# CHAPTER 4 SYSTEMS OF LINEAR EQUATIONS AND INEQUALITIES 4.1/4.

2 Systems of Linear Equations Solution set of a system = set of all ordered pairs that satisfy all the equations in the system. Methods used to solve a system of equations: 1. Graphing 2. Linear Combination 3. Cramer’s Rule- Determinants 4. Matrices- Row Operations When solving a system of equations you can get one, none or a ton of solutions. No solutions: Parallel lines/ planes Planes that do not intersect at one point Inconsistent equations Linear combination will result in a false statement. Cramer’s Rule: nonzero / zero One solution: Intersecting lines/ planes Independent equations Linear equations will result in a solution. Cramer’s Rule: one solution Ton of solutions: Same line/ same plane/ planes intersecting in one line Dependent equations Linear equations will result in a true statement Cramer’s Rule: zero / zero 4.3 Second Order Determinants

a c

b = ad – bc d

4.4 f(x) Terminology f(x) - the value of the independent variable if the dependent variable is x . f(x) = 3x + 2 g(x) = 5x f(1) = 3(1) + 2 = 5 f(g(2)) = f(10) = 32 Be able to solve real world problems using linear equations. 4-5 Linear Equations with 3 or More Variables 3-space x,y,z axis z axis is vertical y axis is horizontal x axis is out at you To graph an equation in 3 variables, find the 3 intercepts and draw the triangle that represents the plane.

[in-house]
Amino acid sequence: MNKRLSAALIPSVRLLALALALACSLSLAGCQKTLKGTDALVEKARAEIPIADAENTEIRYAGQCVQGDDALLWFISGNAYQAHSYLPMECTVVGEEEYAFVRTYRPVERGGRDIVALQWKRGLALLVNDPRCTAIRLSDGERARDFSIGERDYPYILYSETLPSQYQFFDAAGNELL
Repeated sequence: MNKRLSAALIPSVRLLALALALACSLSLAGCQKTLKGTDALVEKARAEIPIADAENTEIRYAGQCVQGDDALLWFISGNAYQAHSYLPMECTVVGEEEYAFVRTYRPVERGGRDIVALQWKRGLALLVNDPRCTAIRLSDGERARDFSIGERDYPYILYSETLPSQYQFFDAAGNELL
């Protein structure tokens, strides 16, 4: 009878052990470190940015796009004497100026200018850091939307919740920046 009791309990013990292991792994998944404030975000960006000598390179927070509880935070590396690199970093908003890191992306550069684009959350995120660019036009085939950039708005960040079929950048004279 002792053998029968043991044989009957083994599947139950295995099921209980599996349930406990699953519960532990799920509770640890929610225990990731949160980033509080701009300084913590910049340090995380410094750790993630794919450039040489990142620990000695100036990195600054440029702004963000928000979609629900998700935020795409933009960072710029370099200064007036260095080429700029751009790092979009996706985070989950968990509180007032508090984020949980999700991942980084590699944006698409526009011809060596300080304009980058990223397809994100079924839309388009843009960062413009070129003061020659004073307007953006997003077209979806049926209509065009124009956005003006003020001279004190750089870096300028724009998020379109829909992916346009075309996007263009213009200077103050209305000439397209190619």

4.6 Systems of Linear Equations with 3 or more Variables 3 Equations and 3 Variables Use linear combination to simplify to 2 equations, 2 unknowns Solve that smaller system Use substitution to find the remaining variable. 4-7/4-8 Solutions of Systems by Augmented Matrices (CALCULATOR-OK) Elementary Row Operations - multiply a row by a constant - exchange two rows - add or subtract rows You use elementary row operations to obtain a matrix with 1’s on the diagonal and 0’s elsewhere. Work from the column on the left to the column on the right. Start by getting the 1 by exchanging rows or dividing, then get the 0’s.

10 0 2 010 4 0 016

x = 2, y = 4, z = 6

4.9 Higher Order Determinants (CALCULATOR-OK) Third order and higher determinants can be found by expanding. Each term will contain a (+,-) sign, an entry from the matrix, and a determinant of the reduced matrix. You can expand on any row or column. 2 3 -1 -1 5 3 Expand on the first row. 3 -1 -6 2

5 3 −1 3 −1 5 + -3 + -1 −1 - 6 3 -6 3 -1

2(-30 – ( - 3 ) ) – 3 ( 6 – 9 ) + -1( 1 – 15 ) = 2( -27) – 3( -3 ) + -1( -14) = -31 4.10Systems of Linear Inequalities (CALCULATOR-OK) To solve a system of inequalities, graph each separately and find the intersection of the graphs. You want the points that are common to all the inequalities. To graph an inequality: - Change to an equation and graph the line. < or > use a solid line. < or > use a dotted line - Choose a point on one side of the line and substitute it into the original inequality. - If you get a true statement, shade the same side of the line that the point is on - If you get a false statement, shade the other side 4.11Linear Programming 1. 2. 3. 4. Write the inequalities for the problem- called the constraints Write the max or min equation Graph the inequalities to obtain the feasible region. Find the corner points of the feasible region.

5.

Substitute each corner point into the max/min equation to see which produce a max or min.